Mary has made some very valid points.  It would be good to emphasize that this is a dance "community", and that all people should be respectful of others.  Many dancers take a "no" as a personal rejection and perhaps even as disrespectful.  This tends to hurt the community as a whole and often leads to cliques.  My thought is that dancers should have a reason for saying no, but that reason need not be vocalized.   

As an older dancer, most of the rejections I experience are from much younger ladies that do not know me yet.  I tend to want to help newer dancers with their skills, and have made many new dance friends this way.  I handle most rejections by remembering that many other dances seek me out as a partner.

To summarize, two people are involved in a dance request, and the response should keep that in mind.

On Mon, Dec 18, 2017 at 11:17 AM, Mary Collins via Callers <> wrote:
coming late also here, Dale, so stealing your "lesson" comments.  We usually don't directly address the refusal part of the equation as we are so short of dancers, it's usually exhaustion that sits us out! lol...saying that...we do encourage new dancers to ask anyone (esp. those that look like they know what they are doing) to dance.  Our regular dancers are always eager to bring them into the experience for which I am grateful.  The "old" rule used to apply and several years ago, we had a very upset dancer who left and never returned because someone turned him down and then danced with someone else.  This particular dancer it was found, had some mental health issues, along with size and ability issues as well and took the refusal very personally. 

In the CDSS callers' course we discussed this and it was mentioned that saying no, needs no explanation.  Now, as a large woman (who,it has been noted by another dancer as"...very light on your feet") I often get no's.  I try to ignore this and not take it personally, however, it often comes to mind as I sit out more and more.  Age and size do matter, unfortunately.  As we become more inclusive in our dance culture we tend to forget those of us who raised you and brought you into this wonderful world of dance and community.  So if there is a kind, gentle way to remind dancers to ask ANYone to dance, and to accept the invitation (if so desired) regardless of dancer appearance or possible experience then I am all for it.  Please note this happens to me more at festivals and dances where I am less known as organizer, dancer, caller.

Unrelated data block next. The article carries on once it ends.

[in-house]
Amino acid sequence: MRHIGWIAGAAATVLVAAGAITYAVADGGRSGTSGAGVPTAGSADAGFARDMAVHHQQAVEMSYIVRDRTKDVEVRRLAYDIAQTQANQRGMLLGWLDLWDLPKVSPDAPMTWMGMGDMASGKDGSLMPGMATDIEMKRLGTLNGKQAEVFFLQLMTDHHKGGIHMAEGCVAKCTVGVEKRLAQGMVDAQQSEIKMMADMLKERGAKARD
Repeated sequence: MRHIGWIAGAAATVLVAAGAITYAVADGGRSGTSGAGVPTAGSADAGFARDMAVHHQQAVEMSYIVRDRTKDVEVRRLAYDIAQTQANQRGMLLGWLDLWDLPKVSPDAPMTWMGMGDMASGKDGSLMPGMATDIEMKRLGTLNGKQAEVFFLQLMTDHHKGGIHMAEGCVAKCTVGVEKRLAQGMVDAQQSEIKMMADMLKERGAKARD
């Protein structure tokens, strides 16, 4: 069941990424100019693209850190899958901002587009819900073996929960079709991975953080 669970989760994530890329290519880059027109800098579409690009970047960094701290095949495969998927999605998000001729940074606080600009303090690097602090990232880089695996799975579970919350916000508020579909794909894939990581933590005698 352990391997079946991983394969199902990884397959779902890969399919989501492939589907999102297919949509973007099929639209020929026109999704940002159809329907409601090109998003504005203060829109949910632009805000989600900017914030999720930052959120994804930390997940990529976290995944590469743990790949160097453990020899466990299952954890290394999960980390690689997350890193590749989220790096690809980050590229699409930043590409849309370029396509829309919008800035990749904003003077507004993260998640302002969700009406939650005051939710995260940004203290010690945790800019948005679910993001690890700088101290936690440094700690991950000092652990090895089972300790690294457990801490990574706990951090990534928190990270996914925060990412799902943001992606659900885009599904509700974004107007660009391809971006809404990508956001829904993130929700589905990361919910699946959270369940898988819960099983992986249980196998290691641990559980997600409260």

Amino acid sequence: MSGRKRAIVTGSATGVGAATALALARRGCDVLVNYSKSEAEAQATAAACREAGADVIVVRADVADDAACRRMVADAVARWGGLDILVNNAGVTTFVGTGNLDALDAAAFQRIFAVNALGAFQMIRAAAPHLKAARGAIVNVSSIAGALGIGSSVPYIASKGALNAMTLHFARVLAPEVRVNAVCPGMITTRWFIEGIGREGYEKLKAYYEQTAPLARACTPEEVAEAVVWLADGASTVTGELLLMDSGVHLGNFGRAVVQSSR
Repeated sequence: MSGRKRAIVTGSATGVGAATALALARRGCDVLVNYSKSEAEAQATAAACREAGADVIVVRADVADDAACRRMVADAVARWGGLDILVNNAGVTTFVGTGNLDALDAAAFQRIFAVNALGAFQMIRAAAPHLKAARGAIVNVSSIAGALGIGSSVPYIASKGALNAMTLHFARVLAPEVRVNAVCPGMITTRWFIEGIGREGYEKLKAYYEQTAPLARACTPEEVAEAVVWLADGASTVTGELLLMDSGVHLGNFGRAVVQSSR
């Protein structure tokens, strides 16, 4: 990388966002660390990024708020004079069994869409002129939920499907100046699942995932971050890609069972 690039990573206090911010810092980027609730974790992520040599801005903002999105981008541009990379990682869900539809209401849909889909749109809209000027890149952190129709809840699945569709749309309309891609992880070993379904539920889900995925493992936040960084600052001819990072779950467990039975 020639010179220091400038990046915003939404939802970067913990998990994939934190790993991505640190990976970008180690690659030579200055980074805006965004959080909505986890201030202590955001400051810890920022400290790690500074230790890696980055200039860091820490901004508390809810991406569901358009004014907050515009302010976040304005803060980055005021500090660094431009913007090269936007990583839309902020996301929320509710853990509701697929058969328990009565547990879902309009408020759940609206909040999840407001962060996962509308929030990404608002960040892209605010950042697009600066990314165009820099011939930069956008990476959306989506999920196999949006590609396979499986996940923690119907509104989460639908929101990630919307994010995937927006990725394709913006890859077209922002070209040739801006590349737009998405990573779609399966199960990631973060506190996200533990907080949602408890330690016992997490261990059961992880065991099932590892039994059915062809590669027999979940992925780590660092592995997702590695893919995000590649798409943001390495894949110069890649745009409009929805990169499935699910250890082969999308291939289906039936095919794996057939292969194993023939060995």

Ok way to get off on a tangent but I feel it is relevant. 

Mary Collins

“Life is not about waiting for the storms to pass ... it's about learning to dance in the rain!” ~ Unknown

On Mon, Dec 18, 2017 at 10:54 AM, Luke Donforth via Callers <> wrote:
At the dances I've seen/called in and around VT, we don't address this directly (with signs or such). 

I've heard of the practice of sitting after declining, but I don't think it's a common practice for most folks these days. I'd say it's mostly fallen by the wayside. 

The one time I've seen it come up at a dance was more than a decade ago when an older male dancer castigated a young female dancer for turning him down and then dancing with someone else instead of sitting out. Several folks told her afterwards that he was rude and impertinent and she hadn't been in the wrong. I wish we'd taken a stronger line with him directly too though. I don't know if she offered an excuse or just a no, thank you. 

I like CD*NY's etiquette list that Alexandra linked to (, especially the bit that addresses this:
You are always free to say no when someone asks you to dance.  You don’t have to give a reason; you can just say “No, thank you.” If you ask someone to dance and they say “No,” take it gracefully and move on. If someone has declined to dance with you, the etiquette in our community is not to ask that person again that same night. If they would like to dance with you, they can come ask you—it’s their turn to do the asking.

Adding that you shouldn't ask someone multiple times, but have put the ball in their court seems a polite nudge to folks on both sides

Incorporating some of the other strong suggestions that have come up on this discussion, I might advocate our group putting up something like:
You are always free to say no when someone asks you to dance.  No reasons are required; a short "No, thank you.” gives that person more time to find a different partner. If you ask someone...

Thanks for starting this discussion Kalia! It seems like one that could have gone on the organizers shared-weight instead of callers; but this one does seem to be most people's default. 


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